Wednesday, August 10, 2016

A Visit to My MS Neurologist

If you have MS, your neurologist is probably your MS doctor. Poor bastard.

Meet My Doctor

I've had the same neurologist since before my diagnosis. Let’s call him Dr. M. It was only by the luck of the draw that I ended up seeing him 17 years ago when I had a little hitch in my step—more evidence of my charmed existence. Other than this annoying little chronic disease, good fortune has rained down on me over and over again.

For the first 8 to 10 years, Dr. M and I were hyperactive: trying one treatment after another, fighting with the insurance company for reimbursement of off-label drugs, and discussing potential treatments still in the development pipeline. He supported all of my Hail Marys in any way he could.

Ours has never been a relationship where I make an appointment with him to find out how I’m doing. I go there to tell him how I’m doing. Sure, he gives me a cursory exam now and then, and we’ve done a few MRIs over the years, but not so much lately. I have advanced primary progressive multiple sclerosis, and we both know there’s only so much that can be done for me.

To date, no treatments have ever been approved by the FDA for PPMS. Around the end of this year, however, we are expecting a drug called Ocrelizumab to be the first. Dr. M and I are cautiously pessimistic. I’ll probably give it a try, but there is evidence that it works best on people who are younger and less disabled than I am.

So what do we talk about once or twice a year when I visit my neurologist, like I did on Monday of this week? It’s about a 50-50 split between medical discussions and general bullshitting. General bullshitting consists of catching up on one another’s family life, complaining about getting old, complaining about the cost of raising children, and complaining about politics (we tend to have the same political slants, so that dominated this week’s visit).

What Should We Expect From Our Doctors?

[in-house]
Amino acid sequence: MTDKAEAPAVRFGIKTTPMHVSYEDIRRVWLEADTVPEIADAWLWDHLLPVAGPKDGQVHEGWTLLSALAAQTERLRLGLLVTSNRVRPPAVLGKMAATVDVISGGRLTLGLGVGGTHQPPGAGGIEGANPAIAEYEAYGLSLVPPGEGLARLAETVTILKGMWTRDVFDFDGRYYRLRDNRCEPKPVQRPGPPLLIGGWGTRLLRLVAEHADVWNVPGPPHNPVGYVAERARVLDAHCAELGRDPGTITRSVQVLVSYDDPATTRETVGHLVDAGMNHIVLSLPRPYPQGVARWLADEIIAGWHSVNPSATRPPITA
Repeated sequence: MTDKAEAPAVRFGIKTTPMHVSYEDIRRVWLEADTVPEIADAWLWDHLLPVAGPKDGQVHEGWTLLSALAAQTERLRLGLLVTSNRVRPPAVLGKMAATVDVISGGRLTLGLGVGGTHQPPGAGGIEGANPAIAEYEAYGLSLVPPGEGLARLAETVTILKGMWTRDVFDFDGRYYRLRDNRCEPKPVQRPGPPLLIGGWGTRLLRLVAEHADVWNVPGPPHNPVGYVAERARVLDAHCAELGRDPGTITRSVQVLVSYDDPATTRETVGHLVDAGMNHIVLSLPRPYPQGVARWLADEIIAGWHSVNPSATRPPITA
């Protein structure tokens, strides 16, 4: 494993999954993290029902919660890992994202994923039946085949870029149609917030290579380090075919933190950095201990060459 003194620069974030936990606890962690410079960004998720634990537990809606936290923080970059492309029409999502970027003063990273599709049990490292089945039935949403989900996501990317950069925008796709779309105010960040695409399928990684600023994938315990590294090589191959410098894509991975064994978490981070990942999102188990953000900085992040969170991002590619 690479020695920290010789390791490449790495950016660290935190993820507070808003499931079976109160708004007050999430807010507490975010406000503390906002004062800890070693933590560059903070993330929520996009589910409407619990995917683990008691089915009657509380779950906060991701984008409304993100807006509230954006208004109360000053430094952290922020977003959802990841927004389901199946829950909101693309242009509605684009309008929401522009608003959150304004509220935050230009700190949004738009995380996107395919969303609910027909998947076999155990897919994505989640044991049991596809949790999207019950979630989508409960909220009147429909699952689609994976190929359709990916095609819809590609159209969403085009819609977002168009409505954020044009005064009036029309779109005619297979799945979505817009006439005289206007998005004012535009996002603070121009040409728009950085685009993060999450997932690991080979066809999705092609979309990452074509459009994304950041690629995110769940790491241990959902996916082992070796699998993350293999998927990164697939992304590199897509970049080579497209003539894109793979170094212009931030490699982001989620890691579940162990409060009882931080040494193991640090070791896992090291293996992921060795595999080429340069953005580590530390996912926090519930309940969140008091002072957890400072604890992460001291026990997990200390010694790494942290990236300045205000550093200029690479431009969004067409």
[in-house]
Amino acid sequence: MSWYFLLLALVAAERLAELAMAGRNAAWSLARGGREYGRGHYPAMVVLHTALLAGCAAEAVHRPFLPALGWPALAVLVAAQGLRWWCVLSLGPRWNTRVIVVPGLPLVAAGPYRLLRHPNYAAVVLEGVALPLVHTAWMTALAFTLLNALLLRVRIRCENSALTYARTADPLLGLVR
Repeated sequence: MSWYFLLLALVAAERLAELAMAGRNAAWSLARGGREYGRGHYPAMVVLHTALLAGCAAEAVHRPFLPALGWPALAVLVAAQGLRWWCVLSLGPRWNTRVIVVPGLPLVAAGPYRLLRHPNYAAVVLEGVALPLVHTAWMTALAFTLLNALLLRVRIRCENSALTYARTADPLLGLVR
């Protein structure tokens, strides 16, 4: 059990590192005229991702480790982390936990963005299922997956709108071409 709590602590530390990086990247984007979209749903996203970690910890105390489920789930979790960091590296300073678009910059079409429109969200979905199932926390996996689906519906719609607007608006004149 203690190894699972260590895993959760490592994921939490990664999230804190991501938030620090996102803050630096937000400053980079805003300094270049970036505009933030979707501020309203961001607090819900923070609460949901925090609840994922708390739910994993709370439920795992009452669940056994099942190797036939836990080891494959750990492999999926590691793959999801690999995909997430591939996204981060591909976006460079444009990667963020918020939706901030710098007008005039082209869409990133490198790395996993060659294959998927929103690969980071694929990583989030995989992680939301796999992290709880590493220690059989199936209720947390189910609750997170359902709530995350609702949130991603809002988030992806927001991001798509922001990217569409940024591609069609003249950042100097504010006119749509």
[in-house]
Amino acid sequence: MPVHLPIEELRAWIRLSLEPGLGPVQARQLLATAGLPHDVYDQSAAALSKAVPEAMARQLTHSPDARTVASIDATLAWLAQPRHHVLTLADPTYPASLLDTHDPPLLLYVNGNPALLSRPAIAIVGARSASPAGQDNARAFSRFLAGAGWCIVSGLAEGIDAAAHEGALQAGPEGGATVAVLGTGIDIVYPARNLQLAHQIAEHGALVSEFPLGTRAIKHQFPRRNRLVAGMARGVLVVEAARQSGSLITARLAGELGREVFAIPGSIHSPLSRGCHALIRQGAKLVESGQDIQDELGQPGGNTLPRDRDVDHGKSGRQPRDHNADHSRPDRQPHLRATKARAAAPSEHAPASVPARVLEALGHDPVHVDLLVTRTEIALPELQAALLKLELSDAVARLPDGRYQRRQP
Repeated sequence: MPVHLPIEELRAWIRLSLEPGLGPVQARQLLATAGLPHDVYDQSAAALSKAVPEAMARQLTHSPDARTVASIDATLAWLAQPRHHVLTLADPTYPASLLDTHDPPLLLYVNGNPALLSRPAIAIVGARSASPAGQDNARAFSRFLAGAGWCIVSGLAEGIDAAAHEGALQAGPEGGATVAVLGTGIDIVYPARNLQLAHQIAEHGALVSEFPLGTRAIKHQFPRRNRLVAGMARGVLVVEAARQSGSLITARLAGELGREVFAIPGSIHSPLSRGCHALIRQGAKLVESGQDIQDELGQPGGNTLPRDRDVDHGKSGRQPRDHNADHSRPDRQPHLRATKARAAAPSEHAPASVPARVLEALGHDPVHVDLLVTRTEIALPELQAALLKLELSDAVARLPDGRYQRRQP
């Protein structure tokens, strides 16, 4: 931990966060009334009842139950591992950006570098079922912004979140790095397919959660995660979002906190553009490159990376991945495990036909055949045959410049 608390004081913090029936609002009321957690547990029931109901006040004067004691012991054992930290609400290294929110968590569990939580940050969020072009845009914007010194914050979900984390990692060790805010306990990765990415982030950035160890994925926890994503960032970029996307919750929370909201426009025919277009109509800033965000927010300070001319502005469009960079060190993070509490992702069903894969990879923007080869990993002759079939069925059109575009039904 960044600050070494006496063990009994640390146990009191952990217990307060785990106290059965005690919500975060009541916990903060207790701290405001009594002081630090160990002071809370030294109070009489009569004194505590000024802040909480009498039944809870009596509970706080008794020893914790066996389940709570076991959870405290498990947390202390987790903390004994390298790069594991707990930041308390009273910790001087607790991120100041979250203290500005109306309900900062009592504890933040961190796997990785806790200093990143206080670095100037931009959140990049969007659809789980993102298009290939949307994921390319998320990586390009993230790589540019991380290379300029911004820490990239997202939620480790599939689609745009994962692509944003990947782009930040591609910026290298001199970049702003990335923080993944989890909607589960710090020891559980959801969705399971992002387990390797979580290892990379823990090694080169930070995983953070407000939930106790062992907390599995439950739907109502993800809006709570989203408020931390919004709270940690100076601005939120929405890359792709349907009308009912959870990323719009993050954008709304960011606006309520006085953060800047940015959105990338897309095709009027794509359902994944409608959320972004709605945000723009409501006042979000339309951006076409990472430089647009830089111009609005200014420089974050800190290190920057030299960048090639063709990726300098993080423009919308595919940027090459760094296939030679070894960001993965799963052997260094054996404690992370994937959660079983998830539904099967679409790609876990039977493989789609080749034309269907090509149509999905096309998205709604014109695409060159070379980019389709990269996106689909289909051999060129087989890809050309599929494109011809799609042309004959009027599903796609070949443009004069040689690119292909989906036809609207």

I enjoy my appointments with Dr. M. I appreciate how he listens, how supportive he is, and how he gives such solid advice. Most of all, I appreciate how he doesn’t sugarcoat anything. That’s not what I need from my doctor.

Do you have a positive relationship with the most important doctors in your life? If not, maybe it’s time to consider a change.


  1. Yes I have similar doc visits twice a year. I tell them how I am doing, yes MRIs are new stuff I did not have back in the day. I am hopeful for you and the new drug but I understand your caution. I have had MS so long, I am out living my docs, kinda sad. Glad you have a good one,

    1. Kim, thanks for stopping by. Better to outlive your doctors than the opposite!

  2. I look forward to my appointments with my Neurologist -- I feel we have a very good rapport, and I like the fact that he's so much younger than me since I'll be seeing him for the rest of my life, and I don't have to worry about him retiring any time soon! He and the whole staff at the practice really go to bat for their patients and I never feel like I'm being rushed through my appointments. Sometimes it's hard to articulate what I may be feeling/experiencing at certain times, and they patiently try to help me figure out if it's ms-related, age-related, or something else. It also helps that he and the people that work with him are very upbeat and have a good sense of humor.

  3. Pups, good for you! It makes a huge difference to have everybody working together.